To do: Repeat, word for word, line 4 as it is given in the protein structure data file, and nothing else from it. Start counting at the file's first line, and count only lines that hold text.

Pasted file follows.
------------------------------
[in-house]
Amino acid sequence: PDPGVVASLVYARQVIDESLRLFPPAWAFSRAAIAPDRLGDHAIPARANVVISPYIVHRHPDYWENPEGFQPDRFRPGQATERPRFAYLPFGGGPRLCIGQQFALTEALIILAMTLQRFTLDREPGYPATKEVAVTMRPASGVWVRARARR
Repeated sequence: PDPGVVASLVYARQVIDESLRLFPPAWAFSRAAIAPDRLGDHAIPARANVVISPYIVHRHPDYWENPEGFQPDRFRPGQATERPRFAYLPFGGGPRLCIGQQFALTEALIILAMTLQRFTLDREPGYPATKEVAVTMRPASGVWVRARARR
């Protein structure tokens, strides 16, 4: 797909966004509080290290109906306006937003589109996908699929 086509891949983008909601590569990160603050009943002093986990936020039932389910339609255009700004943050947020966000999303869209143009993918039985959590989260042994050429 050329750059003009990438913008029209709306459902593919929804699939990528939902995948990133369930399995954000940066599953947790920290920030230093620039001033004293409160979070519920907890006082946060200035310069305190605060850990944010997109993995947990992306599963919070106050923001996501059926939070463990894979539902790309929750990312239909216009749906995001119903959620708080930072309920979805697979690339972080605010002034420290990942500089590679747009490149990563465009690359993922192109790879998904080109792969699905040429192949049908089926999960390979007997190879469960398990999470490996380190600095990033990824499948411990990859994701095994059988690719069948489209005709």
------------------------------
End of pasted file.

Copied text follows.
């Protein structure tokens, strides 16, 4: 797909966004509080290290109906306006937003589109996908699929 086509891949983008909601590569990160603050009943002093986990936020039932389910339609255009700004943050947020966000999303869209143009993918039985959590989260042994050429 050329750059003009990438913008029209709306459902593919929804699939990528939902995948990133369930399995954000940066599953947790920290920030230093620039001033004293409160979070519920907890006082946060200035310069305190605060850990944010997109993995947990992306599963919070106050923001996501059926939070463990894979539902790309929750990312239909216009749906995001119903959620708080930072309920979805697979690339972080605010002034420290990942500089590679747009490149990563465009690359993922192109790879998904080109792969699905040429192949049908089926999960390979007997190879469960398990999470490996380190600095990033990824499948411990990859994701095994059988690719069948489209005709």